Dedicated to the memory of all the men and women of the Bridgnorth area who died during the two World Wars.
William John Rowley was born at Chelmarsh in 1878 and was baptised at the Parish Church on 23rd June. He was the son of William, a farm labourer, and his wife, Letitia.
William John moved to Shifnal and, later, Sheriffhales where he became a farm waggoner. He married Lucy Evans in 1899. By 1911 they had three children: Arthur, 11; Ernest, 9 and Hilda, 7.
William joined the Army early in the war, serving with the 5th Battalion, King's Shropshire Light Infantry. He went to France on 4th August, 1915 and was killed in action on 25th September, 1915. He is commemorated on the Ypres (Menin Gate) Memorial.
The Regimental History records:
. . . on the night 23rd/24th of September  the battalion in fighting order, strength 17 officers, 780 other ranks, moved up to Ypres by train. The trenches in Railway Wood were occupied by the battalion in preparation for the attack which was to be made on the following day with the object of holding back German troops from the Battle of Loos.
At 3.50 a.m. on the 24th September our guns bombarded the enemy trenches till 4.20 a.m. Retaliation immediately followed and a bombardment of our trenches was maintained throughout the day, resulting in Captain S. G. Beaumont being killed and 8 other ranks wounded. At 3.50 a.m. on 25th our artillery again intensely bombarded the enemy trenches and at 4.5 a.m. the battalion was in position for the assault. A and D companies and half B Company with two machine guns and signallers were in company column in front of our own trenches, and half B and C Companies in support in the trenches.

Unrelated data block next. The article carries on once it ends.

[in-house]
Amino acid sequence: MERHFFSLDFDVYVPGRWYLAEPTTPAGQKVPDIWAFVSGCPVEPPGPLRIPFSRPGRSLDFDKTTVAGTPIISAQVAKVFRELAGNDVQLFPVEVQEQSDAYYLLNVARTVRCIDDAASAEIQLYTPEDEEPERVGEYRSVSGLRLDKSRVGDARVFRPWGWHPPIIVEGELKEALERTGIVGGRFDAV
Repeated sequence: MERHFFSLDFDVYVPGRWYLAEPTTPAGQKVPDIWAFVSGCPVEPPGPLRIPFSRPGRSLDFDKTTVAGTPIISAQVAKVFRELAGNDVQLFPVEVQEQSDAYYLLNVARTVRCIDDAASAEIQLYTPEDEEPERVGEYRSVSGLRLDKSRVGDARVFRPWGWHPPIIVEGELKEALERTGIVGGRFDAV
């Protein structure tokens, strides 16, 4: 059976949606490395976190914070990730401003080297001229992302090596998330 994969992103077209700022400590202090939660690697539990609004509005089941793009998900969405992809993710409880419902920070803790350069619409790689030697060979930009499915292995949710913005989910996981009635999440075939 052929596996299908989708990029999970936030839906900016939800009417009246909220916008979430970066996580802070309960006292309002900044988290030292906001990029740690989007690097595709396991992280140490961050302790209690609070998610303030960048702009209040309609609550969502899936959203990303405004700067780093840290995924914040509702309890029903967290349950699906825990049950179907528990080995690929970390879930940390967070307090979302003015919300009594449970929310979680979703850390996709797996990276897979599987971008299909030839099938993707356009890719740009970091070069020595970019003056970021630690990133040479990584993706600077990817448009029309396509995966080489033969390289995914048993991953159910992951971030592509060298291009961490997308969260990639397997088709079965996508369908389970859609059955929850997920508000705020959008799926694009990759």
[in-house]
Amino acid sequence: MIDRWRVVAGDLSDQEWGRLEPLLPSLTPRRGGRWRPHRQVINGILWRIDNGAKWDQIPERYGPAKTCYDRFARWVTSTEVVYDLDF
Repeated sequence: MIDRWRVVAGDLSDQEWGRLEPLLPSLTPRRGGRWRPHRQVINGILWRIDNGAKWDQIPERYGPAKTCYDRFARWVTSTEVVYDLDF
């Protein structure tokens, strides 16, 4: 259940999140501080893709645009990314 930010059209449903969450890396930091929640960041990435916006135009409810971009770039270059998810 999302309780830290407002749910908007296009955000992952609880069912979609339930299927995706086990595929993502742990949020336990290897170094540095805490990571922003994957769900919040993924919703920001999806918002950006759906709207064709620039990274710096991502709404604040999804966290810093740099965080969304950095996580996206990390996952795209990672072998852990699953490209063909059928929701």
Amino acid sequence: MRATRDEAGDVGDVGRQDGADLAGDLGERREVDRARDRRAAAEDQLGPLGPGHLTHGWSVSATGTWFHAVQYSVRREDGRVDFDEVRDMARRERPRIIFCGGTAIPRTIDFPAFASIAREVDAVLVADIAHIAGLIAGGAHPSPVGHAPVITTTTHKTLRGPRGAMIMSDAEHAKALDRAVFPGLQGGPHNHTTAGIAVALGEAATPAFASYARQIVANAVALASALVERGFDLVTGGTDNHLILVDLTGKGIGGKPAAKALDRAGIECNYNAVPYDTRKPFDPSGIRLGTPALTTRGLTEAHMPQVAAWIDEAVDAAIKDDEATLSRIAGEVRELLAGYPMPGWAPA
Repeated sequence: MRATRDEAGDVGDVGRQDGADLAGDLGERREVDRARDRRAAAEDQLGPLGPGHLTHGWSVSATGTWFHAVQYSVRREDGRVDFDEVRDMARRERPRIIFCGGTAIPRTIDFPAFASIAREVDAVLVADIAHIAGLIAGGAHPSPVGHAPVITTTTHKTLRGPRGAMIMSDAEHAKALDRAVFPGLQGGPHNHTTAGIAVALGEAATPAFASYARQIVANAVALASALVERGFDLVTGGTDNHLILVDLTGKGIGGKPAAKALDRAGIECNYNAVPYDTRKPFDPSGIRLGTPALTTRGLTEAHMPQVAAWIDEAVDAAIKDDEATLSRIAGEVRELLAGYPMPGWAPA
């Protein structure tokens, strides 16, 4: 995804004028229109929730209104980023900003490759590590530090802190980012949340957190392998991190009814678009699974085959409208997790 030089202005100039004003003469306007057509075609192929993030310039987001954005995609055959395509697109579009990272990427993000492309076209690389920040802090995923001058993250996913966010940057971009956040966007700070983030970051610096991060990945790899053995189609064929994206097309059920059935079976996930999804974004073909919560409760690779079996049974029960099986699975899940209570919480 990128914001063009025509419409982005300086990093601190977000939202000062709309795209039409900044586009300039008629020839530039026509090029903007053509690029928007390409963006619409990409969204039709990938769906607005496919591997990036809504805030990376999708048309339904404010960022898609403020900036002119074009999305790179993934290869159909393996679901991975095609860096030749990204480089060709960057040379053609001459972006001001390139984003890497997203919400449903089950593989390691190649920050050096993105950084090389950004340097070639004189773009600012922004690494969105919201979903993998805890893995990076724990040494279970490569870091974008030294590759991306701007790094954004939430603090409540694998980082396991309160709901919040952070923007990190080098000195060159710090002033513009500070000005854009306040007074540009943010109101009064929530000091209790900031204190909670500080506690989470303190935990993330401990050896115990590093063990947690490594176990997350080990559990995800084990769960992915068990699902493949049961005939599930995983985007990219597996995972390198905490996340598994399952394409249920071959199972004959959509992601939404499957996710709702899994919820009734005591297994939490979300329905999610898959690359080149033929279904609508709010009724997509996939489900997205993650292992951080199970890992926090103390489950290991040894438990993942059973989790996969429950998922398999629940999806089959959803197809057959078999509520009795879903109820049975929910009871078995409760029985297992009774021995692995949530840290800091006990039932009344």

At 4.20 a.m. the assault took place and, as far as the battalion was concerned, was successful in that it carried out its allotted task and reached the second line of enemy trenches. The battalions on the right and left, however, were not able to reach their objectives, and consequently, when the Germans brought up fresh troops for the counter-attack, the position of the 5th K.S.L.I, became untenable, and there was nothing to do but to retire to the original line—or what was left of it—as the trenches had been filled in almost everywhere by the German shell fire. This retirement was effected about 8.15 a.m., the losses being very heavy, so much so that later in the day it was ncccssary to reinforce the remnants of the battalion by two platoons of the 6th Somerset L.I. The Germans bombarded the trenches heavily up till 1 p.m., and again from 9 p.m. till midnight. Just before midnight the battalion was relieved by the 6th D.C.L.I. and returned to billets near Poperinghe.
The casualties during the attack were 7 officers killedand 5 wounded, 41 other ranks killed, 280 wounded, 100 missing, 7 wounded and missing. [Wood pp. 135-6]
Private William Rowley, 17487, KSLI, was awarded the Victory and British War Medals and the 1915 Star.
This memorial has mostly been compiled from official sources. It would be good to be able to expand it with more personal material - memories, stories, photos, etc. If you have any suitable material or any corrections please contact Greg. For news of updates follow @BridgnorthHeros on Twitter.